In March 2000, EU leaders, assembled in Lisbon, outlined an ambition and set a target for the European Union: to create the most competitive economy in the world by 2010. Yet, three years later, the EU has not made much progress towards this goal.
With an average tax burden consuming almost 45 percent of GNP, workers in the current 15 EU member states are 20 percent less efficient than U.S. workers. And this will get worse because many European countries have huge government unfunded liabilities, particularly for pensions. By 2050, Europe will have 75 pensioners for every 100 workers. And since pensions in France, Germany and Italy are paid out of current tax revenue; tax will have to soar to fund this unsustainable system.
As the result of these anti‐growth policies, unemployment remains very high and Europeans often try to make ends meet by shipping their savings to lower tax jurisdictions. But beware Europeans; the EU now wants this money too.
Today, the EU is at a crossroads. First, it can take the road of good tax policies, cut tax rates and stop punishing productivity and savings. This is the judicious choice made by Ireland in the 1980s. Ireland’s approach was a big success. The “poor man of Europe” is now the “Celtic Tiger” with the second‐highest living standards in the EU behind tax haven Luxembourg. Interestingly, the EU reacted quite strongly when Ireland cut corporate taxes and continues to point at Ireland’s 12.5 percent rate as an example of “fiscal dumping.”
The EU’s second option is to undermine tax competition by making it impossible for money to escape Europe’s high‐tax economies. Not surprisingly, this is the preferred choice of most Union leaders. In an effort to protect uncompetitive European nations from the discipline of market forces, the EU proposed an initiative seeking to mandate automatic and unlimited exchange of information between nations with regards to nonresident savings. As it is now, the EU taxes savings at an average rate of 53.5 percent. So many Europeans quickly figured out that they would be better off placing their savings in Luxembourg, Switzerland or in the United States, where it could be sheltered from such high tax rates. The measure is designed to make it easier for EU nations losing capital to lower tax jurisdictions to have access to this money and to tax savings outside their borders.
The plan, known as the “Savings Tax Directive,” would oblige all financial institutions to collect private financial data on non‐resident investors so they can be turned over to European tax collectors. Under this scheme, when an Italian citizen invests savings in Luxembourg, the bank paying interest on the capital will either have to impose a withholding tax on such income at a specific rate or send information on the depositor’s investment earnings to enable the Italian government to levy a tax on the income. The idea is to eliminate the incentive to invest capital in lower tax jurisdictions since no matter where you invest you end up being taxed at your home‐country rate. But the end result will probably be to destroy the small amount of legal savings by EU citizens and will increase their incentive to find illegal saving options.
Of course this is a very dangerous idea. The Savings Tax Directive is a significant threat to market‐based policy and fiscal competition. But most of all it is a threat to all taxpayers. Any reduction in the savings rate in Europe would be a calamity. In addition, the EU wants low‐tax countries; financial institutions to serve as vassal tax collectors for Europe’s welfare states. Moreover, it is an attempt to preserve bad tax policy since it assumes that there should be multiple taxation of income that is saved and invested. If implemented, it would undermine the right of nations to determine their own tax policy. The EU directive would give countries such as France or Sweden the power to impose oppressive tax rates on income earned in places like Luxembourg or Switzerland.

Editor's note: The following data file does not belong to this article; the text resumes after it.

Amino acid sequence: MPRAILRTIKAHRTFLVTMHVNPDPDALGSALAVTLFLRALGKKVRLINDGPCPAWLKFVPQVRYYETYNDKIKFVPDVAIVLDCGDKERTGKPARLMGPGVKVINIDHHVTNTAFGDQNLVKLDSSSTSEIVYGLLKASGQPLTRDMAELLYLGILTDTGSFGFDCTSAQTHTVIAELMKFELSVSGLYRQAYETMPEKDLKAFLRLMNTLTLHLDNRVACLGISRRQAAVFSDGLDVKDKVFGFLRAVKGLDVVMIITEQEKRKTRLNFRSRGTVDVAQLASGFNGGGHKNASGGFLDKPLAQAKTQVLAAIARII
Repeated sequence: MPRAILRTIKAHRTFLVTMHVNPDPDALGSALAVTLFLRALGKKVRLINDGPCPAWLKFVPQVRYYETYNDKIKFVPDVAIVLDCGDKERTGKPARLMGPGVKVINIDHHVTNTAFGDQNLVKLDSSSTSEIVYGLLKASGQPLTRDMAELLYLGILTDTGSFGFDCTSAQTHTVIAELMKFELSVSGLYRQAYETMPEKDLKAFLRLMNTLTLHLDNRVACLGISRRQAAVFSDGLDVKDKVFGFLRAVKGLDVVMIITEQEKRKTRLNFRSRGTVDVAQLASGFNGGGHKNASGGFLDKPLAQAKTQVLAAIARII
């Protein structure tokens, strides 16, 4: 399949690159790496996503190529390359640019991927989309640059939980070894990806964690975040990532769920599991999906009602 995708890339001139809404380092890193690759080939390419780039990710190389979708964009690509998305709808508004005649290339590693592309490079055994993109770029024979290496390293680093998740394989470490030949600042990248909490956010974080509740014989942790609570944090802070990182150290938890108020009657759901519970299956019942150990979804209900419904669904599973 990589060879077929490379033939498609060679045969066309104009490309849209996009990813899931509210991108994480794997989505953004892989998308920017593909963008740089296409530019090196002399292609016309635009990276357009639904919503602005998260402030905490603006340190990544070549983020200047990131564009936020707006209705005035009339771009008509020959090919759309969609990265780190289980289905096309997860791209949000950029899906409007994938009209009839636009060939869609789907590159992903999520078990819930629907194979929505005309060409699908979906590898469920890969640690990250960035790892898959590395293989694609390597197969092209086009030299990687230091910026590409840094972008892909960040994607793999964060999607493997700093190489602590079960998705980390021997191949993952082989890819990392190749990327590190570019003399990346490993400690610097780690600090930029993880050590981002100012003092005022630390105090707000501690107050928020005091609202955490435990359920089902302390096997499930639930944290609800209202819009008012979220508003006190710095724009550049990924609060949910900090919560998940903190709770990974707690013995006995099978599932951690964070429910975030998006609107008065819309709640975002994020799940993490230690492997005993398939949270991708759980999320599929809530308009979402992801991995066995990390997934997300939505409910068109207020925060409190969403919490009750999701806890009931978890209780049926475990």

Fortunately, EU tax harmonization schemes required unanimous support from all member nations, as well as the participation of six non‐EU nations, including Switzerland, the U.S., Liechtenstein, and Monaco (plus U.K. territories). Thanks to Austria, Belgium and the Luxembourg, the EU tax harmonization scheme was vetoed and thus defeated. Sadly, it did not take long for the EU to resuscitate its initiative.
The EU claims that the initiative’s “true” goal is to reduce tax evasion. According to EU Commissioner Frits Bolkestein, the complete destruction of financial privacy is the only way to address widespread tax evasion. Yet, economists have argued for years that lower tax rates and tax simplification are much more effective tools to prevent tax evasion. In addition, lower tax rates often bring in more revenue than high tax rates. So instead of trying to force nations to adopt their bad tax policies, European governments should try tax reforms for a change.
The good thing about this cartel‐like initiative is that cartels are easy to destabilize. For that, you only need one country to do the right thing. The United States, Luxembourg or any rational European nation should rise to the occasion and save the world from tax harmonization and high taxes. It should be an easy decision to make since the EU tax cartel would have a terrible effect on European economy. If the Savings Tax Directive is implemented, Europe will lose even more capital — which means fewer jobs, lower wages and low rates of savings. Equally important, a EU victory will have a big impact on the individual European countries’ ability to ever reform its tax system in the future. Unless European nations have totally given up on their ambition to become competitive, they should oppose the EU Savings Tax Directive.